I have been on a journey over the past three years that has been a hard one, but I am so thankful to God for bringing me through it.
I came to the faith about 17 years ago through the witness of a woman at my job. The funny thing is that she wasn't even trying to reach me, but my cousin. My cousin would come home and share with me Omega Church & Ministry Center tapes & materials this woman gave her. Somehow, when I heard these messages, I knew that I was hearing the truth.
God led me to go to a Christian bookstore and I purchased a Bible as well as other Christian books. Everything else in my life faded to black as I devoted my time to study and prayer; I was eaten up with a desire to know more about God and to be known by Him. I devoured every tape, every message, every book as a new world was opened to me via the preaching of the Gospel.
It turns out that this woman's husband was the pastor of that church and soon I became a member. As I grew in the faith, the pastor & his wife literally became like a father and a mother to me. I was craving life, and the source of the life I needed (Jesus Christ) was pouring through them. They opened their home to me, and in those years I likely spent more time with them than in my own home. This Body of believers became a family for me that in many ways was more real than my earthly family. I was so excited to be in the presence of the saints that I would show up about an hour early for almost every meeting, service, or social function. When those events were over, I lingered, attempting to delay going back to the loneliness of my own apartment. The closeness of this relationship meant the world to me. Their acceptance gave me a sense of belonging & security I hadn't known before.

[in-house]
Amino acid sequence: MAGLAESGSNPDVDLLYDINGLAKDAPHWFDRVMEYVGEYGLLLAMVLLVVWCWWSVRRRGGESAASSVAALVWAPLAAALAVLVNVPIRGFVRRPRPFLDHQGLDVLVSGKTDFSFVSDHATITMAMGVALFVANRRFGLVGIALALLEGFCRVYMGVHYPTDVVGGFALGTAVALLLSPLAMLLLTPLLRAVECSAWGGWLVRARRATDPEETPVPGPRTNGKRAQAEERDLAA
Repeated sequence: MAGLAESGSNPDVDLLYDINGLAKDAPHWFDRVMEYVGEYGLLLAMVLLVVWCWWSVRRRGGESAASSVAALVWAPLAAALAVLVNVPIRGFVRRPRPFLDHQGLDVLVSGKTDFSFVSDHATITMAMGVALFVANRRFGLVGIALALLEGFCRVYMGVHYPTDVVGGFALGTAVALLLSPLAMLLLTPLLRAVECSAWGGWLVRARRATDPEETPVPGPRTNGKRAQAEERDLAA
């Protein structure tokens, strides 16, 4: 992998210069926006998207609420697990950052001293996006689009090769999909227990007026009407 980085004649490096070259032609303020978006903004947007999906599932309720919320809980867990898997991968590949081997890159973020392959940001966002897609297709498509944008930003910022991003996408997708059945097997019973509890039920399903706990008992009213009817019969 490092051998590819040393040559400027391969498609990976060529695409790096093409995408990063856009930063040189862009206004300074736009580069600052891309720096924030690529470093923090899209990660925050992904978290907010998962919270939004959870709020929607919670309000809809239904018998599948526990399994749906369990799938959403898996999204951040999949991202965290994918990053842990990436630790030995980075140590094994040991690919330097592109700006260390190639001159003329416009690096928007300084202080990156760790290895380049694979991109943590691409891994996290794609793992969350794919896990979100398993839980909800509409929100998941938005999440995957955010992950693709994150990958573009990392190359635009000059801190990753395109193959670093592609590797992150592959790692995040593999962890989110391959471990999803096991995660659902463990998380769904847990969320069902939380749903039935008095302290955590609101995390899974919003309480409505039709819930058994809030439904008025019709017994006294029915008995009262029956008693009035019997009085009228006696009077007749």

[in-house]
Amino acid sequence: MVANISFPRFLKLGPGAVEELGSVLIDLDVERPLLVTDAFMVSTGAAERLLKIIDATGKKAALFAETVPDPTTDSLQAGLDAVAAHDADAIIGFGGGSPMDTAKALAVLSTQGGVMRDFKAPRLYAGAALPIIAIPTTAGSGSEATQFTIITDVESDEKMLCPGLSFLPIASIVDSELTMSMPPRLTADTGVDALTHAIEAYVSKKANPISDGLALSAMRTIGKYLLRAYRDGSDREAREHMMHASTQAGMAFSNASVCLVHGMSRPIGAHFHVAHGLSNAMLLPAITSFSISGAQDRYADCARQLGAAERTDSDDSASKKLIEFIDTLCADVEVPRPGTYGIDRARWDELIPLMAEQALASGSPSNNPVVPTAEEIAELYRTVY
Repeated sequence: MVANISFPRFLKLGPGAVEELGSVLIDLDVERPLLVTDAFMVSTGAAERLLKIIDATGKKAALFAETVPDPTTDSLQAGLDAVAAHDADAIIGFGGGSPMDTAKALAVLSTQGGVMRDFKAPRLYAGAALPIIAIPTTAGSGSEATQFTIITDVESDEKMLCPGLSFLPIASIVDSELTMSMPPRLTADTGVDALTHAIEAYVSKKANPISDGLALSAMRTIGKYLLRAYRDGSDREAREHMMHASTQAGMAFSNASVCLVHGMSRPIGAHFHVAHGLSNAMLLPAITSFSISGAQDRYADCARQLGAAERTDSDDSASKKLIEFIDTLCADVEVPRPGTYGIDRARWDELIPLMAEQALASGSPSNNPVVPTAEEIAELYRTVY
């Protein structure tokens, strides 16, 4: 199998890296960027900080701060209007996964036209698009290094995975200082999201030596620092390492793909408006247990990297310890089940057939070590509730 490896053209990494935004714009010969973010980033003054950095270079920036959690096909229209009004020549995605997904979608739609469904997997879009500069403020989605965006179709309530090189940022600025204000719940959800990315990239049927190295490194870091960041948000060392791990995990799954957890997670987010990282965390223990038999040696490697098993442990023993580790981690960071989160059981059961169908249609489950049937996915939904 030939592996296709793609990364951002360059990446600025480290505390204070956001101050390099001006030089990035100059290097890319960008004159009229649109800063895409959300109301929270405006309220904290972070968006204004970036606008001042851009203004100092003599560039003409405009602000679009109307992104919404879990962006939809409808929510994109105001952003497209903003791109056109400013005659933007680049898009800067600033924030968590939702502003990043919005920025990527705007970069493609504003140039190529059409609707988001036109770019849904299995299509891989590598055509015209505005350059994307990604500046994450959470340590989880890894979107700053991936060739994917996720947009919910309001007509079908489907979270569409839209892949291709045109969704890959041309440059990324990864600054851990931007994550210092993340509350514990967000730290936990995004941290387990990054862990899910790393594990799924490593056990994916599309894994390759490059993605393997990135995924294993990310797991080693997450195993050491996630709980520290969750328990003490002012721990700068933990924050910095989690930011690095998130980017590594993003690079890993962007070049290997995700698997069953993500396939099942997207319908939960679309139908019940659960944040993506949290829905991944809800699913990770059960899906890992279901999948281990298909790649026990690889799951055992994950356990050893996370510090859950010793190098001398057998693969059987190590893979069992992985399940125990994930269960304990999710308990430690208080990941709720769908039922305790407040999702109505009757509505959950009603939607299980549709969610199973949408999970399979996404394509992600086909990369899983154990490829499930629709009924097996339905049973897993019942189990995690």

I am not describing anything abnormal. What I am describing - and what they offered me - is true discipleship. A brother once stated the following about what it really means to be a disciple:
Because many of us have been indoctrinated by an institutional mindset, there is a tendency to look at our faith, the scriptures, the church, and Jesus’ commands to us from an institutional vantage point. I believe this is a major reason why we have had a wrong definition of discipleship. Jesus said when a disciple is fully trained; he will be like his master (Matthew 10:24-25). Not only does Jesus want us to be His disciples (be like Jesus), He has commanded us to make other disciples by teaching others about Himself and His commands (Matthew 28-18-20)....What is spoken of above is what I experienced. The pastor and his wife had their lives laid down in service to God. Therefore, as a babe in Christ, I was able to learn what it is to be a servant of Jesus by their living example.
True life change is something that is ‘caught’ by demonstration more than ‘taught’ by information...To the degree that we have received life and have lived by Christ’s divine life, will be the degree that we are able to give this life away to others. I’m afraid that many people will find this kind of a lifestyle too difficult because they have no spiritual life to give away. They are dry on the inside. Living this kind of a community lifestyle is sustained through abiding in the vine (John 15) as a way of life.
As the years went by, I grew in the knowledge of the Lord and my fellowship with the saints became even more precious. I had a "church family". I loved the structure & support, it was dependable, even comfortable to me...perhaps too comfortable. Church eventually became an idol to me. Instead of keeping my eyes on Jesus, I began to define myself (and my relationship to God) based on my interactions with the Body of Christ. If I attended service regularly, did what I was asked, and had their approval, then I was serving God.